Working out

Okay, what really happens down the road to all our jobs?welcomeWe know that automation replaces many human jobs and generates many others, and that artificial intelligence will accelerate this creative destruction. Historically, the default view among business and technology leaders, supported mostly by hand-waving, is that this unstoppable march will bring a wealth of new jobs, if only the masses somehow can receive proper technological education.

It’s hard to assess the recent historical record on job loss versus gain, although today’s New York Times offers an interesting take. And while we can easily spot job losses, new jobs created by machines, “almost by definition, are harder to imagine,” as MIT economist Erik Brynjolfsson pointed out in a session at the American Association for the Advancement of Science (AAAS) annual meeting in Boston on Saturday.

But in the past couple of years the public discussion has grown more worried, with one dark perspective on implications well described in a poorly titled essay by Rutgers historian James Livingston.

At the AAAS session, Harvard computer scientist David Parkes presented some relevant thoughts from the 100 Year Study on Artificial Intelligence project. Here are a few quotes from the study’s report on AI and real life in 2030, published last September:

  • “AI will gradually invade almost all employment sectors, requiring a shift away from human labor that computers are able to take over.”
  • “To date, digital technologies have been affecting workers more in the skilled middle, such as travel agents, rather than the very lowest-skilled or highest skilled work. On the other hand, the spectrum of tasks that digital systems can do is evolving as AI systems improve, which is likely to gradually increase the scope of what is considered routine. AI is also creeping into high end of the spectrum, including professional services not historically performed by machines.”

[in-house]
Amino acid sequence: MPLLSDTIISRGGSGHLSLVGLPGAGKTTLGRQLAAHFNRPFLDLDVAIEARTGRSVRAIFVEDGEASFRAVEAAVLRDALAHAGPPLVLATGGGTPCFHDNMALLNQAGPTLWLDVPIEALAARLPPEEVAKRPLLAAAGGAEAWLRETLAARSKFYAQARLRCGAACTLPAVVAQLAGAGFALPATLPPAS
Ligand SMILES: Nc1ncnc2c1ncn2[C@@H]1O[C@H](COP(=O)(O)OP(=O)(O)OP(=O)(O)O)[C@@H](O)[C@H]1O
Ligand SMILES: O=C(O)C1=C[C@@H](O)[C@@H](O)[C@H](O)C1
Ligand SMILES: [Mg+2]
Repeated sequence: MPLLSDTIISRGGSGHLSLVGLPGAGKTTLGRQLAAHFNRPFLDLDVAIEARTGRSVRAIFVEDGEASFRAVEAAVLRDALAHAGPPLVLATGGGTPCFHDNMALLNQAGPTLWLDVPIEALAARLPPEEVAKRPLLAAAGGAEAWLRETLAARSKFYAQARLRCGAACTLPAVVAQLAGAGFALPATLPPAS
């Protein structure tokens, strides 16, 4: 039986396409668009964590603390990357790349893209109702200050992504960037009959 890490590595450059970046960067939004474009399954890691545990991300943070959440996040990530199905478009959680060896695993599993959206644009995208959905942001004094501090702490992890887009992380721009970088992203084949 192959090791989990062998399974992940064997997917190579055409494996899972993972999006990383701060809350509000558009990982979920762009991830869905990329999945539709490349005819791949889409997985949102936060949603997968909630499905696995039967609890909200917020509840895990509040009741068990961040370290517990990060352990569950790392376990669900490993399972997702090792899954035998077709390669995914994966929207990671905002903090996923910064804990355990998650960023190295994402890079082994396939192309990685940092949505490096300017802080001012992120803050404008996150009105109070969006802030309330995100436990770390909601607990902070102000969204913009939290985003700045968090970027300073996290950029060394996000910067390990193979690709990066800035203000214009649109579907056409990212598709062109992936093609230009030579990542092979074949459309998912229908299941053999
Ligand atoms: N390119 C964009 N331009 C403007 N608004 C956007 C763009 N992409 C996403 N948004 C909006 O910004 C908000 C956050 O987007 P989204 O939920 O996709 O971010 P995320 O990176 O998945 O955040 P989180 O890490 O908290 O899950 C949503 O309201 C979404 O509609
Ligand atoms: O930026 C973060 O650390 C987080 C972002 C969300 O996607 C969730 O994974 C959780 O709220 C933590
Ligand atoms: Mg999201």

• “A spectrum of effects will emerge, ranging from small amounts of replacement or augmentation to complete replacement. For example, although most of a lawyer’s job is not yet automated, AI applied to legal information extraction and topic modeling has automated parts of first-year lawyers’ jobs. In the not too distant future, a diverse array of job-holders, from radiologists to truck drivers to gardeners, may be affected.”
  • “As labor becomes a less important factor in production as compared to owning intellectual capital, a majority of citizens may find the value of their labor insufficient to pay for a socially acceptable standard of living. These changes will require a political, rather than a purely economic, response concerning what kind of social safety nets should be in place to protect people from large, structural shifts in the economy. Absent mitigating policies, the beneficiaries of these shifts may be a small group at the upper stratum of the society.”
  • “Longer term, the current social safety net may need to evolve into better social services for everyone, such as healthcare and education, or a guaranteed basic income. Indeed, countries such as Switzerland and Finland have actively considered such measures. AI may be thought of as a radically different mechanism of wealth creation in which everyone should be entitled to a portion of the world’s AI-produced treasure.”

At another packed AAAS session, Alta Charo, professor of law and bioethics at the University of Wisconsin at Madison, gave a masterful quick summary of the history and findings of the report on human genome editing from the National Academy of Science. Released last week, this report’s recommendations drew plenty of public attention—far more than last fall’s AI in 2030 report, although AI will have much greater impact in the next decade or two or three.